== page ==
With U.S. hop production up 11 percent over 2014 and prices reaching new highs, 2015 was a great year to be a hop grower, and those growers have Americans’ love of craft beer to thank.
The increased popularity of craft brews drove both production growth and many growers’ transition to planting higher-value aroma hops, according to the Capital Press.
Hops are used primarily as a flavoring and balancing agent in beer. With U.S. breweries hitting a record high 4,144 in 2015, a number that’s growing by the day, it’s no wonder that hops are in high demand. Craft breweries have projected 20 percent annual growth for the next five years.
Nearly 75 percent of U.S. hops are grown in Washington state. The remaining 25 percent comes from Idaho and Oregon. Together, the three states produce roughly a third of the global supply of hops.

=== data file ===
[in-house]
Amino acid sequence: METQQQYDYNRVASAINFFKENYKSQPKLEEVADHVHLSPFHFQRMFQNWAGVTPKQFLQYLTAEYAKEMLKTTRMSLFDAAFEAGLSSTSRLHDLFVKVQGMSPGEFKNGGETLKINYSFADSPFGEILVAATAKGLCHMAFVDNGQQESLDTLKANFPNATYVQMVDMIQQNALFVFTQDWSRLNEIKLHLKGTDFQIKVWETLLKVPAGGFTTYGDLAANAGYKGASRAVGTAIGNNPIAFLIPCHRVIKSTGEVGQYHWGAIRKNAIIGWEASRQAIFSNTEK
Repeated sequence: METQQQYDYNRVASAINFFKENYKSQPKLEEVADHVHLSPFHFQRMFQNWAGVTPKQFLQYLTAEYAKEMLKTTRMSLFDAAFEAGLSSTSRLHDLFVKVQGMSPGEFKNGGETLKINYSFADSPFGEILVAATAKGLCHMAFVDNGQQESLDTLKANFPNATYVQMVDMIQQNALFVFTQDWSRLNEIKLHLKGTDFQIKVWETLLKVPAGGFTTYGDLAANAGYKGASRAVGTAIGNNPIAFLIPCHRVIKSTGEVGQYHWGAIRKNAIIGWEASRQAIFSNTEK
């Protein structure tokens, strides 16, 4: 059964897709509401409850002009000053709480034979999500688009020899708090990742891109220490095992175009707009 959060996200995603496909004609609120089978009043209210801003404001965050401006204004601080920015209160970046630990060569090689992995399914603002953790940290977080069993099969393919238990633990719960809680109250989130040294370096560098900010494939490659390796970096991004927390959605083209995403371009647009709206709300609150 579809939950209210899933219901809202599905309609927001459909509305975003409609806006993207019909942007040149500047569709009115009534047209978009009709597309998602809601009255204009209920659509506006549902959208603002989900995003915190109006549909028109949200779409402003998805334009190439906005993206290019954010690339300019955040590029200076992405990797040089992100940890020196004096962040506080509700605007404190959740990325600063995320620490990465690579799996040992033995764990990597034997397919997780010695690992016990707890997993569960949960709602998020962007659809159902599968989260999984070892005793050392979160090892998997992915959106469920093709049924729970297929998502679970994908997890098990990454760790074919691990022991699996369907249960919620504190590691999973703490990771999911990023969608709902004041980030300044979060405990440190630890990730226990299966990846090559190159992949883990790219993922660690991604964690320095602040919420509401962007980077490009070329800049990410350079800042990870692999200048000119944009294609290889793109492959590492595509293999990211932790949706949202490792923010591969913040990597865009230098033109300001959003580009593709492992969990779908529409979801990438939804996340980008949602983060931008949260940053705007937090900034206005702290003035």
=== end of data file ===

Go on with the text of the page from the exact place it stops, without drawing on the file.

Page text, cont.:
All three Pacific Northwest states increased hop production this year, with Idaho harvesting its biggest crop since 1944 and Washington producing its highest hop crop since 1915, according to the USDA National Agricultural Statistics Service. This, despite an early season heat wave and lower than average winter snowpack level, which affect irrigation.
“Considering those challenges and the amount of first-year plants in the ground, which have smaller yield, we are pleased with the final count and looking forward to next year,” Ann George, executive director of Hop Growers of America, told the Capital Press. She said hop acreage is expected to continue growing in the Pacific Northwest, even though it has increased by 48 percent in the last three years.
The average price per pound for hops reached a record high $4.38 per pound in 2015, compared to $3.67 last year and $3.35 in 2013. George said craft breweries’ demand for higher-value aroma varieties of hops “has challenged the industry to continue to expand production at an equivalent rate.”
Meanwhile, European hop producers had a tough year. Drought dropped production levels by 24 percent from 2014.
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